Designing Your Balcony Garden


Steve Whysall writes a garden column for The Vancouver Sun, and this week’s column is on balcony gardens. I was just talking with my friend yesterday about using the Client Site Analysis for her own balcony space, so this column is timely.

And apologies for so many LINKS!

Multiply Your Stock of Plants: Collect Seeds

There are some annuals in my garden that I just want more of, or I want to be able to give away to friends, so I make a point of collecting seeds as often as I can. But in many cases here in balmy Metro Vancouver, I don’t have to do the work, the plants do it for me.

Some annuals and biennials act like perennials. For example Foxglove and Sweet William are biennials, which means they have a two year cycle and then die. After they flower, they set seed, which falls to the ground. Next spring the seed germinates, and puts on herbaceous (green) growth, goes dormant in the fall. The second growing year puts on floriferous (flowering) growth. Then sets seed and dies. If the weather is favourable, and if they fall early enough, they may set seed, fall, germinate and start their first year of growth the same summer, then produce flowers the next year, their second year. So you had flowers this year, and you’ll have flowers next year.  Biennials, but they act like perennials.



Foxglove setting seed

Foxglove setting seed, still completely green, these won’t be ready for at least another month.

Then there’s snapdragons or larkspur. They’re annuals, but they set seed so well, and disperse if so effectively, they’ll grow more next year close by, and probably grow more than you had this year.

Snapdragon seed heads, not ripe yet.

Snapdragon seed heads, not ripe yet.

Seed head open, and black seeds visible.Columbine seed head open, and black seeds visible.

If you want to be sure to increase your stock, collect the seeds yourself, so you’ll get them before the chickadees do. You can either sow them right away, or save them in an airtight envelope in a cool place (fridge would do, not freezer) over the winter and sow in spring. You can even “winter sow” them–in containers, left outside in a secure area away form the racoons and the strong winter winds– and see them come up all nice and safe and prolific in the spring.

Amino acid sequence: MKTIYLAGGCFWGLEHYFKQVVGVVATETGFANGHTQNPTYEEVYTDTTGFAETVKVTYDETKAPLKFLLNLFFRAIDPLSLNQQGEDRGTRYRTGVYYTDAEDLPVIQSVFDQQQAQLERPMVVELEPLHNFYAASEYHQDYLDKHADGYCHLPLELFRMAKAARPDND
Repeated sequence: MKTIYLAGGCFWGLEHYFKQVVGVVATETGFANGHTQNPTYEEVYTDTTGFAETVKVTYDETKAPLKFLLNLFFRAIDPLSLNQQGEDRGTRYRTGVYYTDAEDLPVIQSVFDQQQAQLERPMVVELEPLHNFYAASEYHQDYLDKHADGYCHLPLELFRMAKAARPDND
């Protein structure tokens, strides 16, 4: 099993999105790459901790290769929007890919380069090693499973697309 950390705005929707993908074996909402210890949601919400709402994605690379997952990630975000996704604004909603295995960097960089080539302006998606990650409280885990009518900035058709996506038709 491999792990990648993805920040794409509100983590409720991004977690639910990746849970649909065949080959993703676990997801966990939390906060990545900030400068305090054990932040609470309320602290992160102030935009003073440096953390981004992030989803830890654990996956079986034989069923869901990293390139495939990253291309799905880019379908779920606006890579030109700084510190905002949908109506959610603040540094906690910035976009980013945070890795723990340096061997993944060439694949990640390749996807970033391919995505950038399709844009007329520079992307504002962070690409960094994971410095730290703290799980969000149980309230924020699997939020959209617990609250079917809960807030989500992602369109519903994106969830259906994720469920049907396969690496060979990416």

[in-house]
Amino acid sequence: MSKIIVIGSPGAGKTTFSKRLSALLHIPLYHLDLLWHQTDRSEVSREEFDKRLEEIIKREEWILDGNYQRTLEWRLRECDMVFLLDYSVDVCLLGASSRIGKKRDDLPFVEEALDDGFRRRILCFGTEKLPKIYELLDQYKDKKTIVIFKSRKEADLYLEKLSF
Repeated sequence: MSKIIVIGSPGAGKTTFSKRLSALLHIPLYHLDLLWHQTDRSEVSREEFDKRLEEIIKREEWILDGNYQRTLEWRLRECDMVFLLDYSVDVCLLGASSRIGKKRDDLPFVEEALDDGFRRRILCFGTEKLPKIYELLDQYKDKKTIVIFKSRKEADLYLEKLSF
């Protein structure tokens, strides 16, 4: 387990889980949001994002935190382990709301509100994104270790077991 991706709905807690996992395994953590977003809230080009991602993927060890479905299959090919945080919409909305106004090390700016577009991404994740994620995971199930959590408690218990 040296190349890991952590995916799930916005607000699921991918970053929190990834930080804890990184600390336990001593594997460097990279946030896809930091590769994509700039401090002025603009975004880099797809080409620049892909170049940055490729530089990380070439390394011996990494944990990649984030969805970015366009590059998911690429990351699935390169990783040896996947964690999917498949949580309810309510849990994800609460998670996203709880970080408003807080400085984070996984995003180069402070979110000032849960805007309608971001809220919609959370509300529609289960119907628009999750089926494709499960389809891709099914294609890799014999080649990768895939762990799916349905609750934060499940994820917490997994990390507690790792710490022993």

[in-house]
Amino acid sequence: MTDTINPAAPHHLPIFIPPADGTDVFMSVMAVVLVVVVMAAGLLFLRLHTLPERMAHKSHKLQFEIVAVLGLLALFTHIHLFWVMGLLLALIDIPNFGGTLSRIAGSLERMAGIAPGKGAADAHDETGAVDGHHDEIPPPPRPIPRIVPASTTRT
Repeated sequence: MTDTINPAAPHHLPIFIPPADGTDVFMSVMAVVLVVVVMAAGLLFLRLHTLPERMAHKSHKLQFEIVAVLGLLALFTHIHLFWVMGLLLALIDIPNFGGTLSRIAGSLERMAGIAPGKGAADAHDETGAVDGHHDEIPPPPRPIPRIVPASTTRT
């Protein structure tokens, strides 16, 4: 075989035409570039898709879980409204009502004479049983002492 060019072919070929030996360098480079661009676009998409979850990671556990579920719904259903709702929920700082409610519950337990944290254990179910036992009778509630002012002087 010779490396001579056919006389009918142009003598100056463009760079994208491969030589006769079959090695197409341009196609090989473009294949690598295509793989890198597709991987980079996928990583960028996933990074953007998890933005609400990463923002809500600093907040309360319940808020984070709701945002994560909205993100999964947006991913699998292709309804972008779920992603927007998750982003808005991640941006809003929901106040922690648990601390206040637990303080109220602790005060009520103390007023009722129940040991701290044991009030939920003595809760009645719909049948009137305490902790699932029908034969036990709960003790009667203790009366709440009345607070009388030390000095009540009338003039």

Want help figuring out how to collect seeds, or what to do with them once you do? Post a comment or question. Follow this blog to get more, or follow our Facebook page.

More Tips for Container Gardens

When I posted 6 Tips for Container Gardens, I neglected to mention one of the most important considerations: Annuals or Perennials. 

For some reason, many people are intimidated by perennials. Do they seem to be more work? Is there a fear they won’t come back? Are they too expensive? Is there not enough all-season flowering?

Here’s a very basic primer on plant longevity.


…are plants that in our region usually die off completely at the beginning of winter. They may live forever in South Africa, but in BC, not so much. So the Gloriosa rothschildiana (Climbing Lily) I just bought would come back year after year in Atlanta, but in Burnaby I’ll just get one summer from it. (All images clickable incidentally.)

Pardon the price tag that I couldn't get off the bulb package!

Pardon the price tag that I couldn’t get off the bulb package!











…are an unusual group of plants that grow lots of leaves the first year they germinate, then die back over the winter, and in their second year they make flowers, set seed, drop their seeds all over the place, and then die. And because they drop their seeds all over the place, there will always be new first year plants. Hollyhocks, foxglove, forget-me-nots are all biennials.










And finally Perennials…

…these are plants that are hardy in your area–wherever “your area” is.

If a plant comes back every year for more than two years, it’s a perennial.

“Herbaceous perennials” will appear to die, or disappear, come winter, and then reappear the next spring. “Evergreen perennials” don’t disappear–like hellebores, for example (Lenten Rose or Christmas Rose–aren’t those the most delightful names?)








OK, now a few more semi-accurate generalizations about annuals and perennials:

Annuals are very hungry and very thirsty, no matter where they’re planted. Perennials much less so, but will still need more feeding and watering in containers than planted in the ground. 

Annuals’ chief advantage is that in general (hence the “generalizations” in the heading), they flower most of your summer season. Some will find the heat of summer more than they can take and languish until it cools down in later August, but they will pick up again as the nights cool down. Delphinium is one of those.

.Delphinium, maybe "Pacific Giant"?








Perennials in general have a shorter flowering season, but have a lot more foliage interest than most annuals. (Exception is the coleus I mentioned in the last post–Ahhh, the beautiful coleus…) And some perennials’ shorter flowering season is still really long, like the Black Eyed Susan, Rudbeckia. Blooms for at least 5-6 weeks.








Annuals are usually cheaper to buy, but have to be cared for through the growing season, and have to be replaced every year (unless you want to get into overwintering, which can be a lot of fun, and the subject of another post…) 

Perennials are more expensive, but it’s a several year investment, since they’ll come back at least two more years, as long as you treat them right.  

So are you an instant gratification kind of person, or does the idea of seeing a favourite plant that “died off” last Fall resurrect in the Spring fill you with delight?







Let me know! Leave a comment here, or share to Facebook. And definitely let me know if you need help to create your masterpiece.